The brutal killing last week of four men as they slept outdoors in Chinatown has put renewed attention on New York City’s homelessness crisis.
At a vigil for the victims held Monday, residents, lawmakers and activists gathered near the scene of the slayings at Kimlau Square in Lower Manhattan to mourn, according to news site Bowery Boogie, which covered the memorial:
Pizza was delivered to the ever-expanding shrine by Hakki, owner of Champion Pizza, who also left a hand-written letter explaining how he wished he could have helped sooner. “May you always rest in peace my dear brothers,” he wrote at the end, alongside his personal number.
A heartbroken, local resident who recently spoke to [victim] Kwok “Kok” Chen, said that he was a “polite and humble man.” She had also brought him food and along with the help of a neighbor, directed the 83-year-old man to the Bowery Mission with a note in English for a request for assistance.
Some advocates say the violent incident is a “a wake-up call to our politicians, our institutions, and our communities,” renewing demands for additional mental health services and more affordable housing.
“We don’t have a homelessness crisis, we have a housing crisis in this city,” Jason Walker, of the social service organization Vocal New York, told The Villager. You can read the paper’s full coverage of the vigil here.
Nearly 60,000 New Yorkers spent Thursday night in the city’s shelter system, according to the Department of Homeless Services. Mayor Bill de Blasio wants to reform that network by opening dozens of new shelters across the five boroughs, though his attempts to do so have been frequently met with resistance from both residents and lawmakers.
Earlier this week, for instance, hundreds packed a public hearing on a proposal to open a 200-bed shelter for homeless men in Glendale, according to Queens Daily Eagle, which covered the contentious meeting:
At the beginning of the event, hecklers interrupted a moment of silence for the four men killed while sleeping on the sidewalk early Saturday morning.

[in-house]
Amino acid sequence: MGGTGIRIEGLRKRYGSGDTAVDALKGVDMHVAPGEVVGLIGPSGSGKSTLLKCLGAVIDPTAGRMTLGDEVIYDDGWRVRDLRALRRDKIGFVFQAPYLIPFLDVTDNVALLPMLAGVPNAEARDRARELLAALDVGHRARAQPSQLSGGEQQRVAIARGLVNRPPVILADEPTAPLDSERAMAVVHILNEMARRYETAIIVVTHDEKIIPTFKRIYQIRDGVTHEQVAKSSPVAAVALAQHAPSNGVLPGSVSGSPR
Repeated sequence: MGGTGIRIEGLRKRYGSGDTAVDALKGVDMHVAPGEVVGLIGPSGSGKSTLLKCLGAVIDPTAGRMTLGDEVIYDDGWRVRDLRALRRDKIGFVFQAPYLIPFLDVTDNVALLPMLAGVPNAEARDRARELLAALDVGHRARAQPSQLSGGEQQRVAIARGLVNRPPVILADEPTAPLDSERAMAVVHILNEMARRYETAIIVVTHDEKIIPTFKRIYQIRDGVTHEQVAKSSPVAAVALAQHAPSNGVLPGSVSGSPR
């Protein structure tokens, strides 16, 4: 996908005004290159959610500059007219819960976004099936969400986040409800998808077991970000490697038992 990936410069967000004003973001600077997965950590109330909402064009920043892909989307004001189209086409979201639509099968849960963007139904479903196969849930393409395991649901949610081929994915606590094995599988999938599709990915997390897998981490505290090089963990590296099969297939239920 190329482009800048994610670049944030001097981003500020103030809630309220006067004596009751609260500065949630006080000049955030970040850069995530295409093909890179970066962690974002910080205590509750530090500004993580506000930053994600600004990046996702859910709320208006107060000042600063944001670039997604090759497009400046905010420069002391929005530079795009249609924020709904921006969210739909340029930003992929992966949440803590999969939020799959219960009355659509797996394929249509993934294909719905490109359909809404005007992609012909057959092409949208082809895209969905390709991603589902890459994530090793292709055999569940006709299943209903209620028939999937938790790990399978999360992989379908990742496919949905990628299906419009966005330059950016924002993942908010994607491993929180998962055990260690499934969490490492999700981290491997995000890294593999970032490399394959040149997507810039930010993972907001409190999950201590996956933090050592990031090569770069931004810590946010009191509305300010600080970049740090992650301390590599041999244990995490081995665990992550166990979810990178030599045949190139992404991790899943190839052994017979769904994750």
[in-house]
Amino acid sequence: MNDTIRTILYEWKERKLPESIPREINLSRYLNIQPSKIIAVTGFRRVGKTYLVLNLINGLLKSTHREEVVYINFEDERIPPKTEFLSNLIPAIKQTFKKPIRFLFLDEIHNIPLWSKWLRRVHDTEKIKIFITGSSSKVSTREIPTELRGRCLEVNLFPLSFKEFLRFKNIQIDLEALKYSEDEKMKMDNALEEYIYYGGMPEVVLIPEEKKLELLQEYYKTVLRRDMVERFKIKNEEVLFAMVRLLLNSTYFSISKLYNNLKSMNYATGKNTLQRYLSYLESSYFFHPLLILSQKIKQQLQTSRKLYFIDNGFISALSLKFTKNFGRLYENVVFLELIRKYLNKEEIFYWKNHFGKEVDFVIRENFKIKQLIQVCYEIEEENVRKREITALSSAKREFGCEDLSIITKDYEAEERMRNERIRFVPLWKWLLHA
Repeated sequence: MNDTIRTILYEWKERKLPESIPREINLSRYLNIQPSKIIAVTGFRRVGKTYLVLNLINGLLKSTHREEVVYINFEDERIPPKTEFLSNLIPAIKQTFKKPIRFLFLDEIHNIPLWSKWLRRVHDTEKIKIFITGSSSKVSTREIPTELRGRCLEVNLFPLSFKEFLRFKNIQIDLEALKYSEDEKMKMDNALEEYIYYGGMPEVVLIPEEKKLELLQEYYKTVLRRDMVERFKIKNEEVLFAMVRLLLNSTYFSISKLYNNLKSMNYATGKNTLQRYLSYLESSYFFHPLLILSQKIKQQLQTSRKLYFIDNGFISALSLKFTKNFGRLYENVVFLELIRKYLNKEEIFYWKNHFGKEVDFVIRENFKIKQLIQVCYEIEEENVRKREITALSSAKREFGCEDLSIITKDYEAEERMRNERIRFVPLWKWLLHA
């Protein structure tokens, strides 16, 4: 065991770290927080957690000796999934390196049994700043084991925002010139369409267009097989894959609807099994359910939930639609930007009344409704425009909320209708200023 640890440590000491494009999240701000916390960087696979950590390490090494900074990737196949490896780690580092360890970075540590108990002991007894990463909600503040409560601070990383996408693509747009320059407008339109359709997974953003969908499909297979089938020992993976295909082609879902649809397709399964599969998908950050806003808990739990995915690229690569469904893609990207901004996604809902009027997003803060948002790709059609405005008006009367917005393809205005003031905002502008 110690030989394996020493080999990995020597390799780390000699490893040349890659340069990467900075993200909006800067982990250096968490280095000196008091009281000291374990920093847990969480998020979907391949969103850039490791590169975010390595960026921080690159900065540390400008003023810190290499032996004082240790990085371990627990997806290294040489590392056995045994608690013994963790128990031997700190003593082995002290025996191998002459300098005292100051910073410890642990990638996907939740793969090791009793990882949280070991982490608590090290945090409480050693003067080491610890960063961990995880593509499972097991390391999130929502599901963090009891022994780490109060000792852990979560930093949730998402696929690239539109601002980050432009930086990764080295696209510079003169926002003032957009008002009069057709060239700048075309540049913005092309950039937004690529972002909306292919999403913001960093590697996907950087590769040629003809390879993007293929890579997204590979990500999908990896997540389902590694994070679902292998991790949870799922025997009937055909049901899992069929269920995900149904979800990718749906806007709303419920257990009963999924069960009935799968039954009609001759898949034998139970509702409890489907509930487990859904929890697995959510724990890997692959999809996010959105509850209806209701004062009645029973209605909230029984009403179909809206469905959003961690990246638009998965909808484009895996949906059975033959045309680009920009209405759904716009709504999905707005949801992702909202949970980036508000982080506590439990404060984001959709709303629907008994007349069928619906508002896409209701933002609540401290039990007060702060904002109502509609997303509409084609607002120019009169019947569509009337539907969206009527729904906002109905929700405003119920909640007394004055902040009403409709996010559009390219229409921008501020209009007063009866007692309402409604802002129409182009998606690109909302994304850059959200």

From there, the dialogue devolved into discriminatory denunciations of people, particularly men, who experience homelessness…
“These homeless men are ‘tranks, lobos and zipheads’ … They’re drug addicts and sexual offenders,’ said one woman who quoted a line from “Back to the Future.” “Put them in a separate area away from society. They should be locked away forever and out of sight permanently.”
Westhab, a nonprofit based in Yonkers, has been tapped to operate the planned Glendale shelter, Queens Ledger reports. The organization expects to offer shelter clients services like case managers and job training, and said that all shelter residents will be “already employed or assessed as employable,” according to the paper.
Meanwhile, plans to convert an existing homeless shelter for women on the Upper West Side into a shelter for men has spurred protests from some in the neighborhood who want it to remain as-is, according to the Manhattan Times.
While the city attributes the switch to a high demand for shelter space for single men, neighbors told the newspaper that the women’s shelter has been a good fit for the neighborhood, and they want it to stay:
“For the last several days, we see women trickle out, in tears,” said Betsy Bergreen of the West 107th Street Block Association, who remarked that local residents have been welcoming to the female shelter residents.
“You don’t see that in every neighborhood,” she said. “It’s heartening that they can come here and feel safe, feel welcomed.”
Another shelter for single men is being planned for Gowanus, Bklyner reported Wednesday.
Slated for a location on Sackett Street, the proposed shelter would house 200, would be run by the nonprofit Fedcap and “will be geared towards single adult men who are employed or actively seeking employment. Fedcap will provide services such as job readiness training and job search assistance, as well as providing on-site employment caseworkers,” according to the news site. You can read the full story here.